WS-SAVE Study (Williams Syndrome Skin and Vessel Elasticity Study)
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|ClinicalTrials.gov Identifier: NCT02692846|
Recruitment Status : Completed
First Posted : February 26, 2016
Last Update Posted : February 14, 2018
Williams Syndrome (WS) is a genetic disorder. People with WS have less of a protein that allows parts of the body to stretch than other individuals. Researchers are interested in the stretchiness of the skin of people with WS and how it may relate to cardiovascular problems some people with WS develop. They are also interested in identifying exposures such as medications that may change the elasticity of the skin and vessels.
To learn more about the skin and blood vessels in individuals with WS and how those tissues change over time.
People ages 5 70 with WS.
People ages 1 70 with a medical condition that affects connective tissue.
Participants will be screened with a review of their medical records.
Participants will have 1 visit. Participants with WS may do so at a Williams Syndrome Association family meeting or camp, or at NIH. Other participants will be seen at NIH.
During the visit, participants will have height, weight, and blood pressure measured.
Researchers will listen to the participant s chest and abdomen.
Participants skin will be examined. It may be photographed.
Participants will have photos of their eyes and face taken.
Researchers will use a DermaLab Suction Cup Probe. A small suction cup will be placed on the arm with a sticker. It will pull lightly on the skin. This allows a computer to measure skin flexibility.
Researchers will use a SphygmoCor. A probe that looks like a dull pencil will be placed on the wrist, neck, and groin area. A computer will measure how fast the pulse is moving and will estimate blood vessel flexibility.
Participants may be invited to have these procedures repeated at a later date (2 years from now or more).
|Condition or disease|
|Williams Syndrome Cardiovascular Disease Multisystem Developmental Disorder Elastin Gene Deletion Hypertension|
Williams syndrome (WS) is a multisystem developmental disorder caused by deletion of 26-28 genes, including the elastin gene, located on chromosome 7q11.23. Cardiovascular disease in WS, including obstructive vascular disease and hypertension, and relatively mild skin changes are caused by the elastin gene deletion. Even though all WS subjects are missing one copy of this gene, the expression of cardiovascular problems is highly variable, ranging from no significant disease to severe generalized arteriopathy leading to infant death. The causes of vascular variability are currently unknown, and male gender is the only disease modifier described to date. Clinically, skin is described as abnormally soft, smooth and easily mobilized , while ultrastructurally the elastic fibers are abnormal with reduced amorphous elastin.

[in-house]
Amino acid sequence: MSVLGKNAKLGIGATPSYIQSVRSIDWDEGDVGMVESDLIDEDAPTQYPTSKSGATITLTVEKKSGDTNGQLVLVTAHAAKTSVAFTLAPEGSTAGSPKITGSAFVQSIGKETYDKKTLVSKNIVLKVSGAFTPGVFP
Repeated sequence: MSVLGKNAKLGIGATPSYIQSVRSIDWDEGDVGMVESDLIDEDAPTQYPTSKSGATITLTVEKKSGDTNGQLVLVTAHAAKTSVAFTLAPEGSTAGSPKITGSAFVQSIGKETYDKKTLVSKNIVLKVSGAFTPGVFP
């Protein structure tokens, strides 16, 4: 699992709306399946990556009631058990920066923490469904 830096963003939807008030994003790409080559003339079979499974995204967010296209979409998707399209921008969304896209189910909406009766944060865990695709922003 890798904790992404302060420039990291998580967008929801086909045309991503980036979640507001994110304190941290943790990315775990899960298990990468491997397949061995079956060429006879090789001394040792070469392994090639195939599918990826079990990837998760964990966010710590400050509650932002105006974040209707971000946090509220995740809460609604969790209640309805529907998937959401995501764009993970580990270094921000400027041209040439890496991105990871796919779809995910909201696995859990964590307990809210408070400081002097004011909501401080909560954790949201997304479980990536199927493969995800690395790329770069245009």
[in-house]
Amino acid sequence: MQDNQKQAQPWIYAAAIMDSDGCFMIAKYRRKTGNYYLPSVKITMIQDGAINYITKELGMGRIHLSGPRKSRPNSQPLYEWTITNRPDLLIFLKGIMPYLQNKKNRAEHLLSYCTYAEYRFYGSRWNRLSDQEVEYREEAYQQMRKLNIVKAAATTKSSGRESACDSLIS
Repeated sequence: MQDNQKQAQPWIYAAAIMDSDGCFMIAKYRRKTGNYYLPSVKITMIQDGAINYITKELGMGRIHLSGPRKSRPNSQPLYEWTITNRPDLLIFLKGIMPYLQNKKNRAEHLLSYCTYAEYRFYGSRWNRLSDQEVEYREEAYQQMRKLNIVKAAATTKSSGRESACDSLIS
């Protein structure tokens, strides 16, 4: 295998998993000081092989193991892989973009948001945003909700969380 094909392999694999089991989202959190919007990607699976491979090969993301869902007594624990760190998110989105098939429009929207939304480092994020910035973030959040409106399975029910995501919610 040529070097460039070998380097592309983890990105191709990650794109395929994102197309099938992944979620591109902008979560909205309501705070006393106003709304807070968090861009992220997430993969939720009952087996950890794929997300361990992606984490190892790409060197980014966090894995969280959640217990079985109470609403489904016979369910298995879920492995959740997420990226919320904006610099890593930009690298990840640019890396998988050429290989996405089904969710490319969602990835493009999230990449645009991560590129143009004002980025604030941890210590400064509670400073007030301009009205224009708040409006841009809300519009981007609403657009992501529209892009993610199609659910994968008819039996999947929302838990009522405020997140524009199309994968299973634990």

The overall objective of this study is to establish quantitative norms that can be used to determine the severity of vascular disease in elastin insufficiency and then to identify risk factors that contribute to that variability. It is also important to determine how stable/variable these findings are over time.
|Study Type :||Observational|
|Actual Enrollment :||43 participants|
|Official Title:||Williams Syndrome Skin and Vascular Elasticity Study (WS-SAVE Study)|
|Study Start Date :||February 25, 2016|
|Primary Completion Date :||December 15, 2017|
|Study Completion Date :||December 15, 2017|
- To identify risk factors that contribute to the variability in cardiovascular and skin phenotype in individuals with Williams syndrome, primarily focusing on differences in elasticity and compliance [ Time Frame: 2-4 ]
- To determine how stable/variable these findings are over time [ Time Frame: 2-4 years ]
To learn more about this study, you or your doctor may contact the study research staff using the contact information provided by the sponsor.
Please refer to this study by its ClinicalTrials.gov identifier (NCT number): NCT02692846
|United States, Maryland|
|National Institutes of Health Clinical Center, 9000 Rockville Pike|
|Bethesda, Maryland, United States, 20892|
|Principal Investigator:||Beth A Kozel, M.D.||National Heart, Lung, and Blood Institute (NHLBI)|